“Great! We look like idiots,” Kunert began.

“Thanks a lot!”

“Check your damn pockets!” I finally hollered back.

She didn’t budge. Instead, she put her hands on her hips. So I pushed her as hard as I could and she flew backward. I was growing so angry. I couldn’t help myself. I wanted to fight.

I stood as close to her small frame as possible, so I could intimidate her. I then reached over and began to frisk her. I started at her legs and moved up. She slapped at my hands, but I was unmoved at that point. Her lack of upper arm body strength became revealed through her frustration. I could feel her anger like a blazing fire between us, but she had no idea how to use it. I was certain she could feel my anger as well. I didn’t care about her flaming temper. I continued to reach over and patted her down.

After patting down her arms, I realized there really was no map in her pockets. I can’t believe we forgot to get a map, s#!%! I thought. I could have sworn I saw her grab one out of the milk crate. Somewhere between the bleachers and the alpha landmark, she could’ve dropped it.

Suddenly, Kunert scurried away from me and left me standing there by myself. The minute she took off I had to follow her. I wasn’t going to allow her to leave me behind, so I trailed along behind her as she paced ahead of me. She moved nearer to Kennis and Butler and I began pacing faster in order to keep up with her.

At that moment, I hated following behind Kunert. I really didn’t have it in me to be a follower. However, I had no choice. I had to keep up with her because we were battle buddies. We weren’t supposed to complete the obstacle solo and I didn’t want to get caught without her. I knew I would get in trouble for being an individual if I were seen marching alone. They were followers and I wasn’t, but I still had to make it look like I was one of them. I shuffled behind her and watched as she attempted to approach Kennis, who was now only about fifteen feet ahead of us.

“Hey,” Kunert called out.

She rushed nearer to the two of them. I knew she could hear my feet stomping along behind her on the brushwood ground.

“Could we do this exercise with y’all?” Kunert begged, kindly.

I positioned myself right beside Kunert as she stood there facing Kennis.

“She lost the map!” she announced, slightly extending her index finger to point in my face.

“No, I didn’t.” I interrupted.

“It’s just easier to blame it on me.” I pleaded.

“I know, McCoy. I understand.” Kennis intervened.

She provided me with a sincere smile as well. She immediately caught me off guard.

I speculated her facial expression, searching for sarcasm, but I didn’t find any. I didn’t understand why she was all of a sudden treating me so nicely. Surprise took over my frustrated spirit and I began to laugh. Once I laughed then Kennis began laughing, then Butler laughed and finally, Kunert followed. It felt good to laugh with them. It was refreshing. I smiled and prepared to complete the training task with Kennis leading our way.

“Our pace count is sixty-three between Butler and me. What’s yall’s pace count?” Kennis asked.

“Both ours was sixty-five.” I told Kennis.

“Shut up, McCoy! You don’t know!” Kunert snapped.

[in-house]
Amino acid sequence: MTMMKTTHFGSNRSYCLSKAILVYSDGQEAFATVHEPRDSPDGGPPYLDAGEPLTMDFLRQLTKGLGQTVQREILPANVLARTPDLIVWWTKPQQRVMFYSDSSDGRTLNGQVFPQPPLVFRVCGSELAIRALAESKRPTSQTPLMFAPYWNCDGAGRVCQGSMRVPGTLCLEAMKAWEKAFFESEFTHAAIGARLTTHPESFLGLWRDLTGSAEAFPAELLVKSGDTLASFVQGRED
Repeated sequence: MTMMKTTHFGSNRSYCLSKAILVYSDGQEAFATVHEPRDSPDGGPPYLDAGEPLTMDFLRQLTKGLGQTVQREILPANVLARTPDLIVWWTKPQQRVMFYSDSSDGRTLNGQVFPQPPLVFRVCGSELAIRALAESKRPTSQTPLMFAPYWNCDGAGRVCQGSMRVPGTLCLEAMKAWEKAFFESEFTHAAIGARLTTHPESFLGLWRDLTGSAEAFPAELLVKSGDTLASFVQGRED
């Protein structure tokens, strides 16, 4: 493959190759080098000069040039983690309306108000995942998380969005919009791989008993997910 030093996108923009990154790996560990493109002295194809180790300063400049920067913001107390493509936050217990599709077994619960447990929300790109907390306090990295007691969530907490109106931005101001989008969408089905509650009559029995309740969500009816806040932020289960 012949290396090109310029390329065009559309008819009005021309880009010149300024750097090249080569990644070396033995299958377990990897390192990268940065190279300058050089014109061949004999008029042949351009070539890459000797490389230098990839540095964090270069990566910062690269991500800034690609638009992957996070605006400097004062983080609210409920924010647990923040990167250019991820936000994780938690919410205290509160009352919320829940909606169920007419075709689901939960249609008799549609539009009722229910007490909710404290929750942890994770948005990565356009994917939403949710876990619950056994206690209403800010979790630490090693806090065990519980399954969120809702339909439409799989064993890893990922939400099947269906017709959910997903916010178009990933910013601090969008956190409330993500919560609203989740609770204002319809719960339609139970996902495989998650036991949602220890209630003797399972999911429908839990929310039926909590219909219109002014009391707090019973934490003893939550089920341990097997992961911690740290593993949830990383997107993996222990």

I only rolled my eyes and let out a deep sigh.

“Kunert, we not gone have none of that!” Kennis commanded.

A smile swept across my face, instantly. I didn’t mean to smile at Kennis. It was an accident. Her responses were throwing me for a loop. I’d never heard her stick up for me since we’d been in training together.

“Follow me, the pace count will be sixty-four.” She announced.

“Yeah, follow us we’ll help you!” Butler encouraged.

I felt a sense of relief as I let out another breath.

“Starting at this tree right here,” Kennis replied.

She pointed at the tree to our left and we began wandering over to it. Kennis turned and faced us as she began to speak.

“Butler and McCoy are going to keep the pace and you’re gonna shoot the azimuth, Kunert.” Kennis replied.

“I’ll follow the map. Got it?” she asked, without expecting a reply from us.

Kunert shot the azimuth 138 degrees north and we all viewed the map while we stood near the rotten tree stump. Once Kunert positioned her body according to the proper location of delta (D) point. We rerouted the direction in which we were headed. Butler and I glimpsed at each other. With one step forward, we both began to count our paces aloud. We peered at each other and counted in unison. We watched each other’s feet and we began to spread apart as we moved through the brushwood.

We marched at a steady pace and we orbited one another as we moved. Kunert had the longest legs, so she orbited herself to the front of our quad as we marched. She kept us moving at the right angle. I watched Butler pick up a twig once she’d counted up to sixty-four steps. I’d lost my count when I glance up at Kunert, but I followed Butler’s motion and also picked up a twig.

We stopped, holding our twigs in one hand and scanning the terrain around us. Kennis informed Kunert to shoot the azimuth again. She quickly eased the compass against her reddish slender cheekbones, applying the compass-to-check method. She lifted down the thin-framed magnifying lens that targeted the center of the compass. She looked through the flimsy strip of a magnifying lens into the compass. She readjusted herself to face the direction of 138 degrees north.

We stood still waiting patiently, allowing her the time to shoot a proper azimuth. We readjusted ourselves just as we had seen her do. Kunert began to move out. Butler and I glanced at each other and then we stepped forward with our right foot. We both began our mental pace count as we proceeded forward in silence. Kennis moved along in the center alignment between us, monitoring us and making sure we were doing the exercise correctly.

. . . four, five, six . . .